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Ambrose Bierce, “An Occurrence at Owl Creek Bridge” Ambrose Bierce (1842-1913?)

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Presentation on theme: "Ambrose Bierce, “An Occurrence at Owl Creek Bridge” Ambrose Bierce (1842-1913?)"— Presentation transcript:

1 Ambrose Bierce, “An Occurrence at Owl Creek Bridge” Ambrose Bierce ( ?)

2 Ambrose Bierce, “An Occurrence at Owl Creek Bridge” From Bierce’s The Devil’s Dictionary  Accordion, n. An instrument in harmony with the sentiments of an assassin.  Admiration, n. Our polite recognition of another's resemblance to ourselves.  Apologize, v. To lay the foundation for a future offense.  Conservative, n. A statesman enamored of existing evils, as opposed to a Liberal, who wants to replace them with others.  Idiot, n. A member of a large and powerful tribe whose influence in human affairs has always been dominant and controlling. The Idiot's activity is not confined to any special field of thought or action, but "pervades and regulates the whole." He has the last word in everything; his decision is unappealable. He sets the fashions and opinion of taste, dictates the limitations of speech and circumscribes conduct with a dead-line.

3 Ambrose Bierce, “An Occurrence at Owl Creek Bridge”  Learning, n. The kind of ignorance distinguishing the studious.  Mad, adj. Affected with a high degree of intellectual independence; not conforming to standards of thought, speech, and action derived by the conformants from study of themselves; at odds with the majority; in short, unusual. It is noteworthy that persons are pronounced mad by officials destitute of evidence that they themselves are sane.  Marriage, n. The state or condition of a community consisting of a master, a mistress and two slaves, making in all, two.  Un-American, adj. Wicked, intolerable, heathenish.

4 Ambrose Bierce, “An Occurrence at Owl Creek Bridge” “The Long Con”—LOST (2.13)

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7 Ambrose Bierce, “An Occurrence at Owl Creek Bridge”

8 Gabriel Garcia Marquez, “A Very Old Man with Enormous Wings” A Website on Magical Realsm A Website on Magical Realsm | Wikipedia Entry on Magical Realism Wikipedia Entry on Magical Realism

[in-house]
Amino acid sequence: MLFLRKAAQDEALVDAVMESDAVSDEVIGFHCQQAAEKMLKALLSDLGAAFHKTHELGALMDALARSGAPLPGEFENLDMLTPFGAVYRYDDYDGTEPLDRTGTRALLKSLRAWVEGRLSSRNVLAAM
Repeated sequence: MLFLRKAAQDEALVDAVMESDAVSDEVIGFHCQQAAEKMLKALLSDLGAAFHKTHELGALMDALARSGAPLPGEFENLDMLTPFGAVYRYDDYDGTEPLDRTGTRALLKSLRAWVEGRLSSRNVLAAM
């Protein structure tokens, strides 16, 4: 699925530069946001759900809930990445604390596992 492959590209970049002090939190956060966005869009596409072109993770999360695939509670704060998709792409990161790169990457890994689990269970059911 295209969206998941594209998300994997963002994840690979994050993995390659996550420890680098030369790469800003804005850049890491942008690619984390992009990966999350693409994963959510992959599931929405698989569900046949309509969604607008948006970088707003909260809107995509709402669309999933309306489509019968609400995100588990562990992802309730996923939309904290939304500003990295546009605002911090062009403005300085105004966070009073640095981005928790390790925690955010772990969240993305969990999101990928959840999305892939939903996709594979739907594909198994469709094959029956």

9 Gabriel Garcia Marquez, “A Very Old Man with Enormous Wings” Rodrigo Garcia, son of Gabriel Garcia Marquez and now a television director (Six Feet Under, In Treatment)

10 Gabriel Garcia Marquez, “A Very Old Man with Enormous Wings” The pursuit of the ‘marvelous’ in art, writes Alejo Carpenter, ’had, of course, been attempted before—by the fantastic, by surrealism...—but magical realism’s heuristic followed a different method, looked in a radically new direction: ‘if [earlier art forms] pursued the marvelous, one would have to say that [they] very rarely looked for it in reality’ (1995: ). Magic realism’s anything-but-sanguine-world view is by no means all sweetness and light. As Danow is careful to note, it is, in fact, grounded in ‘a view of life that exudes a sense of energy and vitality in a world that promises not only joy, but a fair share of misery as well’ (Danow 1995: 65ff). In Robert Scholes’ terms a form of ‘metafiction,’ magic realist storytelling, according to Cuddon, is likely to recognize ‘the mingling and juxtaposition of the realistic and the fantastic, bizarre and skilful time shifts, convoluted and even labyrinthine narratives and plots, miscellaneous use of dreams, myths and fairy stories, expressionistic and even surrealistic description, arcane erudition, the elements of surprise or abrupt shock, the horrific and the inexplicable’ (1998: 488). from David Lavery, ”It's Not Television, It's Magic Realism: The Mundane, the Grotesque, and the Fantastic in 6 Feet Under.” Reading Six Feet Under: TV to Die For. Ed. Kim Akass and Janet McCabe. London: I. B. Tauris,

11 Gabriel Garcia Marquez, “A Very Old Man with Enormous Wings” In the worlds created by magical realists, “the supernatural is not a simple or obvious matter, but it is an ordinary matter, an everyday occurrence” (Zamora and Faris, Introduction: 3). In magic realism, Bruce Holland Rogers insists, “If there is a ghost..., the ghost is not a fantasy element but a manifestation of the reality of people who believe in and have ‘real’ experiences of ghosts. Magical realist fiction depicts the real world of people whose reality is different from ours. It's not a thought experiment. It's not speculation. Magical realism endeavors to show us the world through other eyes.” The fantastic offers us a world, as we have just seen, where “we are uncertain whether we are witness to the natural or the supernatural.” Magic realism is not agnostic. The supernatural exists; it is real, at least for a given subject. from David Lavery, ”It's Not Television, It's Magic Realism: The Mundane, the Grotesque, and the Fantastic in 6 Feet Under.” Reading Six Feet Under: TV to Die For. Ed. Kim Akass and Janet McCabe. London: I. B. Tauris,

12 Gabriel Garcia Marquez, “A Very Old Man with Enormous Wings” Frida Kahlo, Magical Realist Painter—A Few Small Nips

13 Gabriel Garcia Marquez, “A Very Old Man with Enormous Wings” Frida Kahlo, Magical Realist Painter—The Two Fridas

14 Gabriel Garcia Marquez, “A Very Old Man with Enormous Wings” Frida Kahlo, Magical Realist Painter--Roots

15 Gabriel Garcia Marquez, “A Very Old Man with Enormous Wings Marc Chagall

16 Gabriel Garcia Marquez, “A Very Old Man with Enormous Wings Paul Klee

17 Charlotte Perkins Gillman, “The Yellow Wallpaper”

18 S Weir Mitchell, who proscribed Charlotte Gillman’s rest cure.


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